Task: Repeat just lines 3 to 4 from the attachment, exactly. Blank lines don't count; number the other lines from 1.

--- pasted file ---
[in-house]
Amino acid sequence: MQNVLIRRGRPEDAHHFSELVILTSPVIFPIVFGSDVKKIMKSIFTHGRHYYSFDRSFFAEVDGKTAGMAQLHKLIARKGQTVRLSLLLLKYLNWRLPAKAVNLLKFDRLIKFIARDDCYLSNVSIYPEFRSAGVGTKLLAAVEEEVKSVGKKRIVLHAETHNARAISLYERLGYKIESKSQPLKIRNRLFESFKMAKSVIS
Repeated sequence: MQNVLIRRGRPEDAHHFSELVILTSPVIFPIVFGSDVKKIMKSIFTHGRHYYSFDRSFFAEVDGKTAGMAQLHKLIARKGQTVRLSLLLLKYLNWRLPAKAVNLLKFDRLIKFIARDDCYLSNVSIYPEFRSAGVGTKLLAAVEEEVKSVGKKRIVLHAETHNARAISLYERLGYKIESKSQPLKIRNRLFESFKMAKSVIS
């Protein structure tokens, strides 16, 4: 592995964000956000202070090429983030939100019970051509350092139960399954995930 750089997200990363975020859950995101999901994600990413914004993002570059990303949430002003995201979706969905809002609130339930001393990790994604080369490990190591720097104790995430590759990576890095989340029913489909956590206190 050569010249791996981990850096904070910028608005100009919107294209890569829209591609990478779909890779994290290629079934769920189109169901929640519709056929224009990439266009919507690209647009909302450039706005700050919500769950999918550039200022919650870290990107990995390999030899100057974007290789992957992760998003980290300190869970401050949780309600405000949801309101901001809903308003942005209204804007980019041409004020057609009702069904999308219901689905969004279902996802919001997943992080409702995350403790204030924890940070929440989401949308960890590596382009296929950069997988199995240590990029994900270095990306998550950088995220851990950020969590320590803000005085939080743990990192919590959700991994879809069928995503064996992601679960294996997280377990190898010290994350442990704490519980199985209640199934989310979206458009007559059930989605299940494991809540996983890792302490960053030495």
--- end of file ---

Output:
Repeated sequence: MQNVLIRRGRPEDAHHFSELVILTSPVIFPIVFGSDVKKIMKSIFTHGRHYYSFDRSFFAEVDGKTAGMAQLHKLIARKGQTVRLSLLLLKYLNWRLPAKAVNLLKFDRLIKFIARDDCYLSNVSIYPEFRSAGVGTKLLAAVEEEVKSVGKKRIVLHAETHNARAISLYERLGYKIESKSQPLKIRNRLFESFKMAKSVIS
């Protein structure tokens, strides 16, 4: 592995964000956000202070090429983030939100019970051509350092139960399954995930 750089997200990363975020859950995101999901994600990413914004993002570059990303949430002003995201979706969905809002609130339930001393990790994604080369490990190591720097104790995430590759990576890095989340029913489909956590206190 050569010249791996981990850096904070910028608005100009919107294209890569829209591609990478779909890779994290290629079934769920189109169901929640519709056929224009990439266009919507690209647009909302450039706005700050919500769950999918550039200022919650870290990107990995390999030899100057974007290789992957992760998003980290300190869970401050949780309600405000949801309101901001809903308003942005209204804007980019041409004020057609009702069904999308219901689905969004279902996802919001997943992080409702995350403790204030924890940070929440989401949308960890590596382009296929950069997988199995240590990029994900270095990306998550950088995220851990950020969590320590803000005085939080743990990192919590959700991994879809069928995503064996992601679960294996997280377990190898010290994350442990704490519980199985209640199934989310979206458009007559059930989605299940494991809540996983890792302490960053030495």